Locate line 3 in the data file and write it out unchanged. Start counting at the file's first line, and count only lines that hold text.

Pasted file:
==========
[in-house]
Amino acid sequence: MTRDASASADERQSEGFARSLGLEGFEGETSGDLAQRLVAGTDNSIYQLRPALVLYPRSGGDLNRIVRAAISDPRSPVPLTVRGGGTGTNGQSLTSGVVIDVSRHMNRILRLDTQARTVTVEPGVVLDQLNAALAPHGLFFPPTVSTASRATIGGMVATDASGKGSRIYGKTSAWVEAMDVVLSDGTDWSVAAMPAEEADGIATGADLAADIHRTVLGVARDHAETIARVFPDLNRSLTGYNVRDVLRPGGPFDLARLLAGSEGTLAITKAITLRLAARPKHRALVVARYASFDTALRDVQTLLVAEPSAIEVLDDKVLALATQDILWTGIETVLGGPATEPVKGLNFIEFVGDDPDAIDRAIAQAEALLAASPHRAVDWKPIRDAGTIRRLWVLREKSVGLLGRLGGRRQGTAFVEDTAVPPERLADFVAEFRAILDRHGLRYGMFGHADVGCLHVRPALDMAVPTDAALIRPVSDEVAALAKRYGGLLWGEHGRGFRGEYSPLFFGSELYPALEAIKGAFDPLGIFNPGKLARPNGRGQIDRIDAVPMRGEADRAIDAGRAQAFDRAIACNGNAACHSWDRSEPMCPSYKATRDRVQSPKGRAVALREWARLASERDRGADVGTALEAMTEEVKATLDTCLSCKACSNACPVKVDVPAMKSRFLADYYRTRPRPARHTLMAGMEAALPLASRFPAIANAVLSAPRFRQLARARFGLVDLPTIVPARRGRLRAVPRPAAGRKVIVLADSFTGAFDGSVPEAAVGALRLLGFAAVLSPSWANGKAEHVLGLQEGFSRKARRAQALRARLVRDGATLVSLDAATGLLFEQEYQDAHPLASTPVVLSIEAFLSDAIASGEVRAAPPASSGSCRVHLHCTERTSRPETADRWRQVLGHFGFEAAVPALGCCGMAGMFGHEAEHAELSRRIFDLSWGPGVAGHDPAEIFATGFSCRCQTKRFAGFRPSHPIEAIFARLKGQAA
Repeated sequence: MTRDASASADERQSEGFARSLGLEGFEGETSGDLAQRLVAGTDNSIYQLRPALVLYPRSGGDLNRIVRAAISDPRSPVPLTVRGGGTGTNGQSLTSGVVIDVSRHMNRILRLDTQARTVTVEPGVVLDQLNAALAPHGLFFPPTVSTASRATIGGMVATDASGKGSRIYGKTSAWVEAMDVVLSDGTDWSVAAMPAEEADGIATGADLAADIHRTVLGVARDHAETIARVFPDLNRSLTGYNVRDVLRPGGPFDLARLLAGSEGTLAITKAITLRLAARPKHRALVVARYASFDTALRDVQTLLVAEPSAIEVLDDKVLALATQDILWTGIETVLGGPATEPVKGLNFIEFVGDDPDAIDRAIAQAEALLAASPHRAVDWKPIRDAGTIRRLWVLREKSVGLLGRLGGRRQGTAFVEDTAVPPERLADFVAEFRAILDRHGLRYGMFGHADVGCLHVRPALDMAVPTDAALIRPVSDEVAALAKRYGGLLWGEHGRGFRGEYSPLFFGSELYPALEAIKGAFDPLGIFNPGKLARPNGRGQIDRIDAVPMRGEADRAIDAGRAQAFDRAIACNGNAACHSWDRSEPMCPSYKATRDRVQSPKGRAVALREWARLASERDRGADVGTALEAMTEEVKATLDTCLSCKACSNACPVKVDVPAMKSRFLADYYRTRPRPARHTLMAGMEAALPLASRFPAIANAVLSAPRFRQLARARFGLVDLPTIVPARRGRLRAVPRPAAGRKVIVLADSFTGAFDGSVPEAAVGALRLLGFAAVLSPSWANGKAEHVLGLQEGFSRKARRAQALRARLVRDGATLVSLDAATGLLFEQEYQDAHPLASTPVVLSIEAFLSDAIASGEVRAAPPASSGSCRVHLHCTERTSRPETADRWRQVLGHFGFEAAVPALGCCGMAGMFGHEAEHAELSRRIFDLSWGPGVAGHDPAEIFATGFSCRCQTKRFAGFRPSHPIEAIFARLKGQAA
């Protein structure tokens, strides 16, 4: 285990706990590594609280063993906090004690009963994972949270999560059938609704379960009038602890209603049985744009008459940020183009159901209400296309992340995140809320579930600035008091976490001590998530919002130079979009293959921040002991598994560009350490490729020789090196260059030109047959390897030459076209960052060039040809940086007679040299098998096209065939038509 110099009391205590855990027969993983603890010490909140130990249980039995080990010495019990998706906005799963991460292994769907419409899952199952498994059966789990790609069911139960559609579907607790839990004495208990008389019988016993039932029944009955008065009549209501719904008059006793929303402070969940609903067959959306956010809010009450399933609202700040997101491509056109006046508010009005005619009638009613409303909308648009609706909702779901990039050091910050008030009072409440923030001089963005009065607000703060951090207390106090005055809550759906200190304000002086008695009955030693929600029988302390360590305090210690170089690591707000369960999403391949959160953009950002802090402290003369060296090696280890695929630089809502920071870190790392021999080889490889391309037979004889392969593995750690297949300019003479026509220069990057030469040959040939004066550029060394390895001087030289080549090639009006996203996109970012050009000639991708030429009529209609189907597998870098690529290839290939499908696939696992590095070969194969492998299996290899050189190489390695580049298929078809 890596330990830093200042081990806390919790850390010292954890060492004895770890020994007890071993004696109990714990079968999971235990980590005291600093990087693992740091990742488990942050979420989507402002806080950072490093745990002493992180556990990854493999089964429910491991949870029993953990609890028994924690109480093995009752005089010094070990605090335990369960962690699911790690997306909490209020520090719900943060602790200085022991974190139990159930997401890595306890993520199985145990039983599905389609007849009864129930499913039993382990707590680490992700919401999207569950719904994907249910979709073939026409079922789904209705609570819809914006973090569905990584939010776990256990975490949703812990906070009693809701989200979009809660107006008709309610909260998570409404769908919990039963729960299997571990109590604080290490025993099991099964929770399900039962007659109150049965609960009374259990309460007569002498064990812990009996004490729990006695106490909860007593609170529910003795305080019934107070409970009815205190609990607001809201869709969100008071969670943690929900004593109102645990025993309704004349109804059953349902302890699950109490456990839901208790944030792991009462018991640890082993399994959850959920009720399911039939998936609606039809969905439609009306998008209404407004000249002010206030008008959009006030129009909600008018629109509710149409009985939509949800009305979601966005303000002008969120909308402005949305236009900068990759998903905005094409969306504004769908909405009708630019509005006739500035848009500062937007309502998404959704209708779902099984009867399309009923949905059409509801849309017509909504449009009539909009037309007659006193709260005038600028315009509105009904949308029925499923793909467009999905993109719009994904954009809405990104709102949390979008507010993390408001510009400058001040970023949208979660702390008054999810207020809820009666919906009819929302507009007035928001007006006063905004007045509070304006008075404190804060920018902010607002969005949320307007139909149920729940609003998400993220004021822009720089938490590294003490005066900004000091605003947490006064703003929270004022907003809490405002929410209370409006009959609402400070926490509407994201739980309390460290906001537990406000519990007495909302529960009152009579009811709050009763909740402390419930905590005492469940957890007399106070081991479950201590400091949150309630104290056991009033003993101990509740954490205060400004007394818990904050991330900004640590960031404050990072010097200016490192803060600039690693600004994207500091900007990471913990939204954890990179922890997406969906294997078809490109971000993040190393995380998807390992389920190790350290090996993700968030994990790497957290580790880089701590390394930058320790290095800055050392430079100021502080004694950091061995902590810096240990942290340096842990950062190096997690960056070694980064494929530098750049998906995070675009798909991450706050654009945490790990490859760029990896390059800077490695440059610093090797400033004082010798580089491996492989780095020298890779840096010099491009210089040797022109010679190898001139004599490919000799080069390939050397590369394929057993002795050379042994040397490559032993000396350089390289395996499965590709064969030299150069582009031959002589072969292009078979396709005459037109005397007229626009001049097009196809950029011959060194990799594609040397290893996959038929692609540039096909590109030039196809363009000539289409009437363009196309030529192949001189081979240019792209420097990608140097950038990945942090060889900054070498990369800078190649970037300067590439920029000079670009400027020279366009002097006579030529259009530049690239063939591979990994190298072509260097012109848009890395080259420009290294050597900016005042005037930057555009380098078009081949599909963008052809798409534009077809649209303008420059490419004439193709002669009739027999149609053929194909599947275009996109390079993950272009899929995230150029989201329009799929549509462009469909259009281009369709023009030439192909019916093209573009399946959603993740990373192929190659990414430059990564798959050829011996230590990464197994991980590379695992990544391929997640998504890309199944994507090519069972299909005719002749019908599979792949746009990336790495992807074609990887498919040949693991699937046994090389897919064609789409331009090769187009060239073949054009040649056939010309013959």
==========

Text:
Repeated sequence: MTRDASASADERQSEGFARSLGLEGFEGETSGDLAQRLVAGTDNSIYQLRPALVLYPRSGGDLNRIVRAAISDPRSPVPLTVRGGGTGTNGQSLTSGVVIDVSRHMNRILRLDTQARTVTVEPGVVLDQLNAALAPHGLFFPPTVSTASRATIGGMVATDASGKGSRIYGKTSAWVEAMDVVLSDGTDWSVAAMPAEEADGIATGADLAADIHRTVLGVARDHAETIARVFPDLNRSLTGYNVRDVLRPGGPFDLARLLAGSEGTLAITKAITLRLAARPKHRALVVARYASFDTALRDVQTLLVAEPSAIEVLDDKVLALATQDILWTGIETVLGGPATEPVKGLNFIEFVGDDPDAIDRAIAQAEALLAASPHRAVDWKPIRDAGTIRRLWVLREKSVGLLGRLGGRRQGTAFVEDTAVPPERLADFVAEFRAILDRHGLRYGMFGHADVGCLHVRPALDMAVPTDAALIRPVSDEVAALAKRYGGLLWGEHGRGFRGEYSPLFFGSELYPALEAIKGAFDPLGIFNPGKLARPNGRGQIDRIDAVPMRGEADRAIDAGRAQAFDRAIACNGNAACHSWDRSEPMCPSYKATRDRVQSPKGRAVALREWARLASERDRGADVGTALEAMTEEVKATLDTCLSCKACSNACPVKVDVPAMKSRFLADYYRTRPRPARHTLMAGMEAALPLASRFPAIANAVLSAPRFRQLARARFGLVDLPTIVPARRGRLRAVPRPAAGRKVIVLADSFTGAFDGSVPEAAVGALRLLGFAAVLSPSWANGKAEHVLGLQEGFSRKARRAQALRARLVRDGATLVSLDAATGLLFEQEYQDAHPLASTPVVLSIEAFLSDAIASGEVRAAPPASSGSCRVHLHCTERTSRPETADRWRQVLGHFGFEAAVPALGCCGMAGMFGHEAEHAELSRRIFDLSWGPGVAGHDPAEIFATGFSCRCQTKRFAGFRPSHPIEAIFARLKGQAA